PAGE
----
The American Lung Association in Pennsylvania announced this week that it is providing free radon test kits to the public on its website.
The ALA-PA said one test kit per Pennsylvania household may be requested, and that those asking for kits should be residents who don't have a previous test result for their homes. The offer is valid while supplies last, according to a release.
Radon is a naturally occurring radioactive gas. It is colorless, odorless and tasteless, and it is the second-leading cause of lung cancer, after cigarette smoking.
DEP says radon systems weren't installed properly.
The state has taken the unusual step of decertifying a radon specialist who, officials say, improperly installed systems and violated other regulations in Lehigh, Bucks and Montgomery counties.
Homeowners who hired Environmental Concepts Technology should have their radon removal systems inspected, state officials said, because the systems may not be working properly and may be exposing them to dangerous radon gas.
The Department of Environmental Protection announced late last month it had fined the company's owner, Christopher Ford of Abington Township, Montgomery County, $58,875 and decertified him from testing for radon because of problems with his work, including six systems installed in Orefield.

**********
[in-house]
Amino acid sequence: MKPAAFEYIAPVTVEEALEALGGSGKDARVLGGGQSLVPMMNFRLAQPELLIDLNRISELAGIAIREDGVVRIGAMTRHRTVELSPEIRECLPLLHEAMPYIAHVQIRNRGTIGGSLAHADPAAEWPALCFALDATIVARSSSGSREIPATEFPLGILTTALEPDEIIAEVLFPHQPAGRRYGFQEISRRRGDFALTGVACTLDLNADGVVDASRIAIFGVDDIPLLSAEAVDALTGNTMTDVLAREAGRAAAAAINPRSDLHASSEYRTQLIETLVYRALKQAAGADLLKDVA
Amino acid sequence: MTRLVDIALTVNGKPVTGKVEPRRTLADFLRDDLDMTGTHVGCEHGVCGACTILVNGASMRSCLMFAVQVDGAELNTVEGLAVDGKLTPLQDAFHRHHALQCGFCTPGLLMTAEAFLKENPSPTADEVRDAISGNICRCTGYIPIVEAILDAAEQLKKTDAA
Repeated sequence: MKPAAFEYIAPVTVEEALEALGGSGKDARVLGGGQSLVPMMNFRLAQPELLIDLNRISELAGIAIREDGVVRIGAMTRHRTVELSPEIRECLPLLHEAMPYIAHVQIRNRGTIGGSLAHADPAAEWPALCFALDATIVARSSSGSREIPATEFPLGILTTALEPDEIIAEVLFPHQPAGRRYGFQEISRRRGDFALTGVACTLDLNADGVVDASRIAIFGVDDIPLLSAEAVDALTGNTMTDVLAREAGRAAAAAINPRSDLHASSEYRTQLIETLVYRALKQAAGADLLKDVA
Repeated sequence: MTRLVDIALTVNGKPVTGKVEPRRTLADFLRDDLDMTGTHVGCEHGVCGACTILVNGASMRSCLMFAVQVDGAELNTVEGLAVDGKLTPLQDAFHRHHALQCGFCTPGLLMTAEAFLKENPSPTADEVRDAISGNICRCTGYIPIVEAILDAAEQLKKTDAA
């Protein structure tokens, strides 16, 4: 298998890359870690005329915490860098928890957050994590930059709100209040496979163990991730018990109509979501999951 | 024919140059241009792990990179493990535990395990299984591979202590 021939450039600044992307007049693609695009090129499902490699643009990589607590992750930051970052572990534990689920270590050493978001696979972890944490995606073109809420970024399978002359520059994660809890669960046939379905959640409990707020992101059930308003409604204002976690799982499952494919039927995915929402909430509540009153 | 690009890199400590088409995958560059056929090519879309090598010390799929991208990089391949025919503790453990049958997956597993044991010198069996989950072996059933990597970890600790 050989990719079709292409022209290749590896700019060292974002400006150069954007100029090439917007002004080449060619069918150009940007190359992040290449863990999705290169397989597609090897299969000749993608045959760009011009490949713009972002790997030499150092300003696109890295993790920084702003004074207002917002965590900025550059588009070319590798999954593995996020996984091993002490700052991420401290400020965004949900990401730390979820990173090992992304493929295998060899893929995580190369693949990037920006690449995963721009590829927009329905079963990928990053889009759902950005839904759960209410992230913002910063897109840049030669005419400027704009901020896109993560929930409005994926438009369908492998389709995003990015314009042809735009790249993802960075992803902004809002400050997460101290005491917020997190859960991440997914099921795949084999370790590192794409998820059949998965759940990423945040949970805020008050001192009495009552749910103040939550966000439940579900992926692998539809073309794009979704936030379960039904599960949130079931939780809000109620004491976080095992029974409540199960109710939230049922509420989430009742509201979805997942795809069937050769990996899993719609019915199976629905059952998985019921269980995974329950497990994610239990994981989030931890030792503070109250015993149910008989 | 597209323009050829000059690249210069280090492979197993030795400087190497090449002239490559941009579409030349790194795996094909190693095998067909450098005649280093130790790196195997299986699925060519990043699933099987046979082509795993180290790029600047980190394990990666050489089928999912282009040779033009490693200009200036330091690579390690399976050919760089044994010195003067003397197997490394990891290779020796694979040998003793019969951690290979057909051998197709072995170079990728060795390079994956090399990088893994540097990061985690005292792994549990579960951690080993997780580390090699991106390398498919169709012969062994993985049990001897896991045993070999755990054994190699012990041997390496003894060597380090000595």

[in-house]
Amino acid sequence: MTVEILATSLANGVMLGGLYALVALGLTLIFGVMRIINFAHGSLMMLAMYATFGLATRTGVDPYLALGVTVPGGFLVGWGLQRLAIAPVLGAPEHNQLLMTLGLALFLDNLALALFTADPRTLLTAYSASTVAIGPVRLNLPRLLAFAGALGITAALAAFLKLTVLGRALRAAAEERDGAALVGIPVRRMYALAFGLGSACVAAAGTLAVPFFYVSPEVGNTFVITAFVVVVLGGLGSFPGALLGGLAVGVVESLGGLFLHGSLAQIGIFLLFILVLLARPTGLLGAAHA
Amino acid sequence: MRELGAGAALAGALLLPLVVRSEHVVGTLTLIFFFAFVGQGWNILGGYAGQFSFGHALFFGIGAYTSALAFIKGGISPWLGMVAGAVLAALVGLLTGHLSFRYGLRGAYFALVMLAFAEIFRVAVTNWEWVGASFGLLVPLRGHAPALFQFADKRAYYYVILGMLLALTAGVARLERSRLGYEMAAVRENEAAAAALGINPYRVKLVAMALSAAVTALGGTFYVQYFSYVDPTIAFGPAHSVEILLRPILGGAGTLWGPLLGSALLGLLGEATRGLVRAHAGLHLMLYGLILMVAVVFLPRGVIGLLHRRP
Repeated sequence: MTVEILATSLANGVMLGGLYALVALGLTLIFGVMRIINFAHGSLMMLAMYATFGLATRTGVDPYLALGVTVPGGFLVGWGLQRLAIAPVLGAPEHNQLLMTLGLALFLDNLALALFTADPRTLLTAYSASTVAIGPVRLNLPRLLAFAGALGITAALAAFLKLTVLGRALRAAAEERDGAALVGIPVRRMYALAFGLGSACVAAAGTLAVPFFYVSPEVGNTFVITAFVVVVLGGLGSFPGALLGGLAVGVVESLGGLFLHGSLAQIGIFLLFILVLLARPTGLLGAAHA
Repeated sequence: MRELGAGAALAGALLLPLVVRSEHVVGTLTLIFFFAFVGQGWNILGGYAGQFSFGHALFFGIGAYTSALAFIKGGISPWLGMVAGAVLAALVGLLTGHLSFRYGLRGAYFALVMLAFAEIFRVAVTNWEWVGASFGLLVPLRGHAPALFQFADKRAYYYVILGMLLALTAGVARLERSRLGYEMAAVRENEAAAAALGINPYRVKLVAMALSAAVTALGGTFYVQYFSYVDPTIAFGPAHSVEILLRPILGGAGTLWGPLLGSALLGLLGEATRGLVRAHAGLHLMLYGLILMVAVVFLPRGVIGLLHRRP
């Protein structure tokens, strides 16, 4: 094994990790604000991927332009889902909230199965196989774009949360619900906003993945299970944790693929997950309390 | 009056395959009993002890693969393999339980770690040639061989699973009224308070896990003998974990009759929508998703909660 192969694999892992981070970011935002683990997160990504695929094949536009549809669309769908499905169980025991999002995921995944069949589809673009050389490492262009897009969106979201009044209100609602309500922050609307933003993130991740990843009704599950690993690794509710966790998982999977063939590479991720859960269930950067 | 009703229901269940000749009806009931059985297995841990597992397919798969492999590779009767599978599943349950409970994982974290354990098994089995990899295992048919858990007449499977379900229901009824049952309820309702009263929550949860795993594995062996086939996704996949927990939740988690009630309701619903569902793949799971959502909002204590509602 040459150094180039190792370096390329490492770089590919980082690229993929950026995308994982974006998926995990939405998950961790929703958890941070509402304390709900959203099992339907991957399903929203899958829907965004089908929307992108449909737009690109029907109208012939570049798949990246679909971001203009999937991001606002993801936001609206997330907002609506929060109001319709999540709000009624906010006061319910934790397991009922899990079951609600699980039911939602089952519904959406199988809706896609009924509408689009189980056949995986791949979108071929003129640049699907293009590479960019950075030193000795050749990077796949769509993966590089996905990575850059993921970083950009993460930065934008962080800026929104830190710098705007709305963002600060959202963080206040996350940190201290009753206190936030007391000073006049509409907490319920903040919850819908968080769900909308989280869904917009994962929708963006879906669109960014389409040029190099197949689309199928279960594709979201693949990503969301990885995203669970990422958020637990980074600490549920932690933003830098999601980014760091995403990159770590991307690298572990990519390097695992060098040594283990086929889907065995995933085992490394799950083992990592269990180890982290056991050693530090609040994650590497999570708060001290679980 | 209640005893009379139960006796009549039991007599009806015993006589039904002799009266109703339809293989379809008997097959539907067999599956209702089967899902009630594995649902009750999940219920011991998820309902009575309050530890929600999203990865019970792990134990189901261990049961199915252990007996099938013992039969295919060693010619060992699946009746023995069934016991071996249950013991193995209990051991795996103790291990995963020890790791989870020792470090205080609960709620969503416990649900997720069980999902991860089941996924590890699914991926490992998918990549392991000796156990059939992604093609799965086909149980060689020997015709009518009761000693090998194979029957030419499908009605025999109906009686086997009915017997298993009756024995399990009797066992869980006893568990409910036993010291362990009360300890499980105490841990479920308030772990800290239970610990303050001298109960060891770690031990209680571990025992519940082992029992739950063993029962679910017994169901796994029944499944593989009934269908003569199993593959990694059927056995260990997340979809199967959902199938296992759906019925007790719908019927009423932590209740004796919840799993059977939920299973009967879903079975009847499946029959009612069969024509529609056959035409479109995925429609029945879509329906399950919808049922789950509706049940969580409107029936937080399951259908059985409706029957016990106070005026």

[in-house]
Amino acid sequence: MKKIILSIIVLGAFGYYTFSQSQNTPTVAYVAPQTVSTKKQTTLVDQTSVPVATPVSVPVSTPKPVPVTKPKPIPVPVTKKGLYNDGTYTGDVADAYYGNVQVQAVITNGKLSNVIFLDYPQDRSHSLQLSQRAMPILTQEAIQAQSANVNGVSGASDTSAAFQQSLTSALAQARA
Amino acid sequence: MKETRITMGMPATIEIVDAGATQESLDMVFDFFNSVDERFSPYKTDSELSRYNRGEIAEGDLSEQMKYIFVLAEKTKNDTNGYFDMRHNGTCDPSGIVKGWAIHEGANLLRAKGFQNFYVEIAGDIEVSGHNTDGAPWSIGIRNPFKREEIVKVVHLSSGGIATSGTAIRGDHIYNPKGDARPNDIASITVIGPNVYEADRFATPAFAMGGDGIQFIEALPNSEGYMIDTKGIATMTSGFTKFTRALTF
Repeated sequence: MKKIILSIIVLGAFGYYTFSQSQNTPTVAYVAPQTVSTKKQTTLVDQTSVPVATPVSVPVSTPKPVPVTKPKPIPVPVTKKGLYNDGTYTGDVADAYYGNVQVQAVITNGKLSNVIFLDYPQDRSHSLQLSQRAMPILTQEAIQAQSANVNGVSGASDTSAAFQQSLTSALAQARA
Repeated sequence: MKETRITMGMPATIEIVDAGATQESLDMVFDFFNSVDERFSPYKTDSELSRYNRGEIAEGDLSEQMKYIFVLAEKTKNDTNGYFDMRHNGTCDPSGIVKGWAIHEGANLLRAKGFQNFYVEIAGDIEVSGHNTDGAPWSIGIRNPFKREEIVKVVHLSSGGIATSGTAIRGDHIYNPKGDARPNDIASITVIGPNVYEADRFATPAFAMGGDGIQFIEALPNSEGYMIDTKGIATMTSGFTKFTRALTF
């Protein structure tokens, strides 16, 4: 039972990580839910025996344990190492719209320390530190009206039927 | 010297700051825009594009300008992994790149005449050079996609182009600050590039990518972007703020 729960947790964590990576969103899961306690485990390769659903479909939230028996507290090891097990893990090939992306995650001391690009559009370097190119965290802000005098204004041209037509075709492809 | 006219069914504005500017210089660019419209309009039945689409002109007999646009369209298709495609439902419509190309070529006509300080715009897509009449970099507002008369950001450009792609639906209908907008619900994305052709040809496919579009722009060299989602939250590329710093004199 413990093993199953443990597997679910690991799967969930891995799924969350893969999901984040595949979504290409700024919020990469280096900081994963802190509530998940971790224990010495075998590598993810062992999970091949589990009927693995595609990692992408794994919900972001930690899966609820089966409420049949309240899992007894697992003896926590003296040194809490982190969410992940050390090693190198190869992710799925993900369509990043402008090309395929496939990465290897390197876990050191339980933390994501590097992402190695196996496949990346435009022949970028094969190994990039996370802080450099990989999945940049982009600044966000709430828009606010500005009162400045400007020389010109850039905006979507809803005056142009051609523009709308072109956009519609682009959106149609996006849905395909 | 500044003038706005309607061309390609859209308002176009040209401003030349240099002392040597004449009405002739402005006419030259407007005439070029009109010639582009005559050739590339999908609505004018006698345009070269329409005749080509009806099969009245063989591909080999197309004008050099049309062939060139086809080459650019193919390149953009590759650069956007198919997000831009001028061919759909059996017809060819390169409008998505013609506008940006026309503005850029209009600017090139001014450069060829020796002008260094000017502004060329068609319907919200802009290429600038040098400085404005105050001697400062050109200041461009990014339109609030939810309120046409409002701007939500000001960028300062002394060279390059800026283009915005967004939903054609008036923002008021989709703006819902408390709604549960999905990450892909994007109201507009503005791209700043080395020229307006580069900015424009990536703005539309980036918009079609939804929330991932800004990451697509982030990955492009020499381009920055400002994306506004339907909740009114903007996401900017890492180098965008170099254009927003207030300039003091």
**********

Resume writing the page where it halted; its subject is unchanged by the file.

NORRISTOWN -- The Department of Environmental Protection today ordered Christopher Ford, of Abington Township, Montgomery County, to surrender his state radon testing certification and pay $58,875 in civil penalties for numerous violations of the Radon Certification Act and Radiation Protection Act.
“Mr. Ford misrepresented the type of state certification held by his firm, and allowed an uncertified employee to perform radon system work,” DEP Southeast Regional Director Joseph A. Feola said. “Our inspectors documented 82 violations of radon system installation standards, along with eight violations of testing and quality assurance regulations.”
DEP noted the violations during June 2010 inspections of 15 radon systems installed by Ford’s firm, Environmental Concepts Technology, and cited him for not discharging radon above roof lines; not sealing floor and wall joints; failing to conduct post-mitigation testing; and not attaching system documentation to radon system units.